In addition, we have had the opportunity to read incarcerated students’ writing through the College Bridge program. PGP has created a class for students at SCI Phoenix to practice their academic writing; the skills they learn in class can then be used to apply to Villanova and pass the entrance exam, with the goal of obtaining a Bachelor of Arts in Liberal Studies. I read students’ thoughtful essays and kept up with their readings, creating discussion questions that could be used in class. It was a joy to read their unique writing styles and encourage them to have more faith in their own abilities. I truly hope that every student writes a great essay for Villanova and gets the amazing chance to pursue their studies.

Working with the Petey Greene Program has been an incredible experience. Everyone I’ve met, from students to advisors and teachers, has been enthusiastic, kind, and driven. I have become a better teacher, but even more importantly, I am more comfortable in new environments and more confident taking risks and stepping out of my comfort zone. I learned so much about how I can support incarcerated and formerly incarcerated learners, but I want to learn even more. My readings in class with Professor Karen have given me a great starting point from which to do more research about incarceration in the US and how educational justice is evolving. I hope to stay connected with PGP and share their mission with others who want to make a difference in incarcerated people’s lives.

 

Desire Bagot, BMC ’24

Philadelphia Fight and Social Justice

Semester: Spring 2024

Praxis Course: SOCL 420 Social Justice and Social Change

Faculty Advisor: David Karen

Field Site: Philadelphia FIGHT

Field Supervisor: Catrina Peeples

Praxis Poster: 

Desiree Bagot_Poster_Final_S24_redsize3

 

Further Context:

Through the Praxis Course, Social Justice and Social Change, I had the opportunity to volunteer with Philadelphia FIGHT. FIGHT is a non-profit, comprehensive health services organization providing primary care, consumer education, research, and advocacy for people living with HIV/AIDS and those at high risk. I worked within the Human Resources department where I assisted the Chief HR Officer and HR staff with a variety of tasks such as filing paperwork for new employees, participating in interviews, scheduling and managing interviews, ensuring correct information of staff on the organization’s website, and updating job descriptions and job description templates. The Praxis course has allowed me to apply principles of power, social justice, and social change to the work I’ve done at FIGHT.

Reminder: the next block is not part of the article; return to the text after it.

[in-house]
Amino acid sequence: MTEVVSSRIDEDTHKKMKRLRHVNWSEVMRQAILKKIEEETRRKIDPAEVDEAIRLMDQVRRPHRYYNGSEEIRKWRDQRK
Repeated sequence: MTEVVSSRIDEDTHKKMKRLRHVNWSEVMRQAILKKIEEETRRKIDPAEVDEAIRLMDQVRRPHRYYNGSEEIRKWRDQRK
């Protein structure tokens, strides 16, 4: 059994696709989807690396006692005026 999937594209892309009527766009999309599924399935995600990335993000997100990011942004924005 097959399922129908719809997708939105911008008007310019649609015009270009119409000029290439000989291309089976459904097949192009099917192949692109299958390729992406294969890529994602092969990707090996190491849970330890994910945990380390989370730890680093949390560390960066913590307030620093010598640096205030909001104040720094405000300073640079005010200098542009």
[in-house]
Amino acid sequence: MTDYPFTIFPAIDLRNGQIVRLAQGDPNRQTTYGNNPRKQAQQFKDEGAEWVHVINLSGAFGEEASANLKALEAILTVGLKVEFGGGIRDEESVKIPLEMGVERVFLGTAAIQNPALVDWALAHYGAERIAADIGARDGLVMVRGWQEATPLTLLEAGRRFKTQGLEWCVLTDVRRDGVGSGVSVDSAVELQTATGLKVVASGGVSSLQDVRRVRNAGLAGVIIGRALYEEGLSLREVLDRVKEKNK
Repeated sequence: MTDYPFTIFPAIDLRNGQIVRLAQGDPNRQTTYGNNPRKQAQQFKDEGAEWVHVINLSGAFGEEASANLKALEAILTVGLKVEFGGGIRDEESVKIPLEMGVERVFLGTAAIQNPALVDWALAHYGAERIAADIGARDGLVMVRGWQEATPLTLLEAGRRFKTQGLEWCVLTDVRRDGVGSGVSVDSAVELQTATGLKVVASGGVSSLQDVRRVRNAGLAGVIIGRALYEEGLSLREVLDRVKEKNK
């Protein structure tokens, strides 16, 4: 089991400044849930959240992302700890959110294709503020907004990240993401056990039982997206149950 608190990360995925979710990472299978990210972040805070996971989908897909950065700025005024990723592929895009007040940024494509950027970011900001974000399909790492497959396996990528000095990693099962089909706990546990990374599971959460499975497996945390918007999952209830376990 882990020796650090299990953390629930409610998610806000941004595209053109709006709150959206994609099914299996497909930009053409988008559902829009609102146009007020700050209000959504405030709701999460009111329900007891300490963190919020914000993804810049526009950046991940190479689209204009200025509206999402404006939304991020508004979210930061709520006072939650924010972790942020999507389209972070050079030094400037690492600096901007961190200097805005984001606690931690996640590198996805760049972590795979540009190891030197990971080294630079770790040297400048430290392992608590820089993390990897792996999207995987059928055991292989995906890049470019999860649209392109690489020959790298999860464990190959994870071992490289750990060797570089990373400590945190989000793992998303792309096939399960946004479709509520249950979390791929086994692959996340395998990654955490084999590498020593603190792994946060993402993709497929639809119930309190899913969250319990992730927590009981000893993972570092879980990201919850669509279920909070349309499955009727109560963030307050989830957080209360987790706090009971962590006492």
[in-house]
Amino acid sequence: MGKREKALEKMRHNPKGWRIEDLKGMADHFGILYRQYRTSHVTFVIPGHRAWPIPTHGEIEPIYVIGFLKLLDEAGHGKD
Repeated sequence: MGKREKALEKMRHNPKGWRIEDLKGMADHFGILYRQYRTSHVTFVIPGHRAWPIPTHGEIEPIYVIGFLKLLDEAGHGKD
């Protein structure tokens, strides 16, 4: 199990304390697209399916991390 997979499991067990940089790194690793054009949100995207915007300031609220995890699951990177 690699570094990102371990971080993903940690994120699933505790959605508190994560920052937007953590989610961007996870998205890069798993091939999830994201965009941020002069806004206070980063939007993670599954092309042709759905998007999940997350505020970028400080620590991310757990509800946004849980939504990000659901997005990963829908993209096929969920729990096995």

While working at FIGHT, I did not initially see how working within the HR department and ideas about social justice could coincide. I often wondered if the work I was doing was enough, and if this work even pertained to social justice. I’ve come to realize that all aspects of work within a non-profit organization are integral in the functioning of an organization and in sustaining it as well. But even more so, I realized that HR and social justice intersect more than I realized. At FIGHT, I had the opportunity to assist in the planning of Employee Appreciation Week (EAW). While planning for this event, we discussed the importance of raising staff morale and especially the importance of staff appreciation. In non-profit organizations where employee burnout is typically a concern, it is important to foster community and support where community care can flourish. In another instance, I’ve had the opportunity to learn about equitable hiring processes that the HR department adheres to. My supervisor has discussed how important it is to provide every individual with equal opportunity in the hiring process, regardless if there has been a recommendation of a particular individual by an employee within the organization. Furthermore, it is also important to increase ethnic and racial diversity in non-profit leadership positions and ensure their voices are heard and valued.

Within a classroom setting, I’ve had the opportunity to read different principles, theories, and other articles that discuss dismantling institutional power and the role that non-profit organizations play in challenging institutional power. Something that I have been thinking about is how and if non-profit organizations can simultaneously challenge micro and macro levels of institutional power that perpetuate inequality. How do we work towards transforming institutions of power while making conditions livable under capitalism in our own communities? Would this increase the workload among employees, and therefore put already existing pressure on non-profit employees? As I work towards my future endeavors in the non-profit world, these questions will sit with me.

Volunteering at FIGHT has allowed me to further build the relationships I made when I worked there as an intern the previous summer. This experience has also allowed me to understand the intersections between human resources and social justice. I have been able to reflect on the social justice work that non-profit organizations do, and how social justice values can be maintained within an organization.